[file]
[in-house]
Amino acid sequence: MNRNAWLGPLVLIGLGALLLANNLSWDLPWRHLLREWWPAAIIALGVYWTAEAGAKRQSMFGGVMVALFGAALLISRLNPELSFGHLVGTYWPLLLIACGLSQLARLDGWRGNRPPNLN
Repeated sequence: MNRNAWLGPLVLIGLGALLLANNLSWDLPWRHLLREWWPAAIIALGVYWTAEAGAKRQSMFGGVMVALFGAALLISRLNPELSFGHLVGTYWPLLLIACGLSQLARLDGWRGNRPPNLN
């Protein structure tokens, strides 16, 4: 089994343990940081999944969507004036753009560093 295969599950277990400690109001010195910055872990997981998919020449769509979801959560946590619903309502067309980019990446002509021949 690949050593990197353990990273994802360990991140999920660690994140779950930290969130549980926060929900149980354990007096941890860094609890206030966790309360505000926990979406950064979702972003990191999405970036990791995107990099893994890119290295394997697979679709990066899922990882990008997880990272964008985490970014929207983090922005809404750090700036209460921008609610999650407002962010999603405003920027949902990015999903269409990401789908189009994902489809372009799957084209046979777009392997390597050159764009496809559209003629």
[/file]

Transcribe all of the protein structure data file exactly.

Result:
[in-house]
Amino acid sequence: MNRNAWLGPLVLIGLGALLLANNLSWDLPWRHLLREWWPAAIIALGVYWTAEAGAKRQSMFGGVMVALFGAALLISRLNPELSFGHLVGTYWPLLLIACGLSQLARLDGWRGNRPPNLN
Repeated sequence: MNRNAWLGPLVLIGLGALLLANNLSWDLPWRHLLREWWPAAIIALGVYWTAEAGAKRQSMFGGVMVALFGAALLISRLNPELSFGHLVGTYWPLLLIACGLSQLARLDGWRGNRPPNLN
């Protein structure tokens, strides 16, 4: 089994343990940081999944969507004036753009560093 295969599950277990400690109001010195910055872990997981998919020449769509979801959560946590619903309502067309980019990446002509021949 690949050593990197353990990273994802360990991140999920660690994140779950930290969130549980926060929900149980354990007096941890860094609890206030966790309360505000926990979406950064979702972003990191999405970036990791995107990099893994890119290295394997697979679709990066899922990882990008997880990272964008985490970014929207983090922005809404750090700036209460921008609610999650407002962010999603405003920027949902990015999903269409990401789908189009994902489809372009799957084209046979777009392997390597050159764009496809559209003629």